I Release and Share my Emotions

Being able to express my emotions helps me a lot with my mental health. I can’t hold everything in all the time. So when I cry, it’s a release that makes me feel better. When I write, it’s a release that makes me feel better. When I talk to someone, it’s a release that makes me feel better.

Suicide Talk from Dr. Adebimpe Alder

I Exercise

I’m always writing and talking about how much I love to exercise. This is because it’s had such a positive impact on my mindset. Exercise makes me feel good. Exercise gives me confidence. It helps me to eliminate my worries, stress, and anxieties. Having a physical activity in my life has greatly impacted my mental health.

How Exercise Helps Me with My Mental Health

Truthfully, it’s hard for me to write and share my emotional wounds with you. I’m the person that tries to smile often and be active. When people say “Oh you’re a happy person, You’re enjoying yourself,” all I do is smile back. Most people don’t know about my personal struggles.

However, though I’m a bit uncomfortable with my vulnerabilities out in the open, I feel free. I needed to write this so I can let that pain go. Also, being authentic and writing about things like this gives me joy. It brings me joy to share who I am and connect with you. I hope this post provides some comfort to anyone out there struggling with things you might feel embarrassed to talk about. I get it. You are not alone.

I feel blessed to have been able to do this blogger collaboration with the amazing ladies debwritesblog and yhitschioma. You should visit their site and find out about their stories too.

Photos shot by Sam The Creative

What’s your mental health story and how do you deal with it?

Post Author: Isioma Ononye

I'm a blogger, freelance writer and news enthusiast. I love having deep conversations about life, personal development and books. I care deeply about feminism. My bliss is found in words that move me, nature and chasing my dreams.

8 thoughts on “Blogger Collab: My Mental Health Story & How I Deal with It

    Stitchadress

    (October 10, 2018 - 8:17 am)

    After i lost my mum there’s this sadness i feel and it takes me into bad depression… But i started talking and it eased the pain and I’m working on it daily.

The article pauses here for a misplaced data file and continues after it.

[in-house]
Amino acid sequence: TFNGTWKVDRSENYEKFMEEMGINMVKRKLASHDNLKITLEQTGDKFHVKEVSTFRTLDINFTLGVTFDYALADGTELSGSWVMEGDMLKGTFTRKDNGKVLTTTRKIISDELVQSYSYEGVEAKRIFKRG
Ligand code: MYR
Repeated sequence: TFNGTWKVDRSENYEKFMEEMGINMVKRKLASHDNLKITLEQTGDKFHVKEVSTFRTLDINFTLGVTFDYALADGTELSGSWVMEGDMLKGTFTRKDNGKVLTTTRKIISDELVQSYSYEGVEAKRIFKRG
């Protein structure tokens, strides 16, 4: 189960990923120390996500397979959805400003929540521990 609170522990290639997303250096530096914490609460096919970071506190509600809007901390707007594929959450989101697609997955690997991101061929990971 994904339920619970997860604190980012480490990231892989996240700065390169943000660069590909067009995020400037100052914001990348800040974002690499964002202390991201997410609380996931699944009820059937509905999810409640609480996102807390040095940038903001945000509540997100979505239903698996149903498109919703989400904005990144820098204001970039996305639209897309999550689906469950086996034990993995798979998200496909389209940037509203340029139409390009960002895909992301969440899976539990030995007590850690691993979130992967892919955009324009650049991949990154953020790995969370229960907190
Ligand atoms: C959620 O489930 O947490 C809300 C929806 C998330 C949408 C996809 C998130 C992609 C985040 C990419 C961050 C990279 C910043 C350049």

http://www.stitchadress.blogspot.com

      Isioma Ononye

      (October 10, 2018 - 10:07 am)

      I’m so sorry to hear about your mom. My condolences..I’m glad you’re working on your mental health day. I find that talking about things that bring me down also makes me feel much better :))

    Debs

    (October 10, 2018 - 11:49 am)

    This is so beautiful, Isioma. I’m proud of how far you’ve come and glad you were bold enough to share your story.

    By and by, we’d get better.

      Isioma Ononye

      (October 10, 2018 - 3:52 pm)

      Thanks so much Debs. It’s definitely not easy sharing but glad I did :))

    Oluwatobi Ogunfusika

    (October 10, 2018 - 4:52 pm)

    This is so deep and truthful. I love how you write as well. Thanks for sharing this.

    My mental health story is sometimes I get depressed when I’m overwhelmed with a lot. I try to reduce my workload and stay joyful. Also talking to God and reading the scriptures help.

      Isioma Ononye

      (October 10, 2018 - 4:58 pm)

      Thank you for reading :)) Yes, talking to God and reading the scriptures is very helpful. It always helps me to have a better perspective and outlook on life.

    Bri Galat

    (October 15, 2018 - 2:35 pm)

    Wow this was so brave of you to write! I appreciate you sharing your story that a lot of people can relate to. It’s especially awesome that you included the things that help you! And you’re a great writer. Always loved your fashion since I followed you on Instagram, but after reading your post I see a bit more of what you stand for too. Amazing.

      Isioma Ononye

      (October 15, 2018 - 2:45 pm)

      Thank you so much. I was a bit hesitant to write this but it’s something that I felt I needed to release and hopefully help others who understand those emotions. Thanks for reading 🙂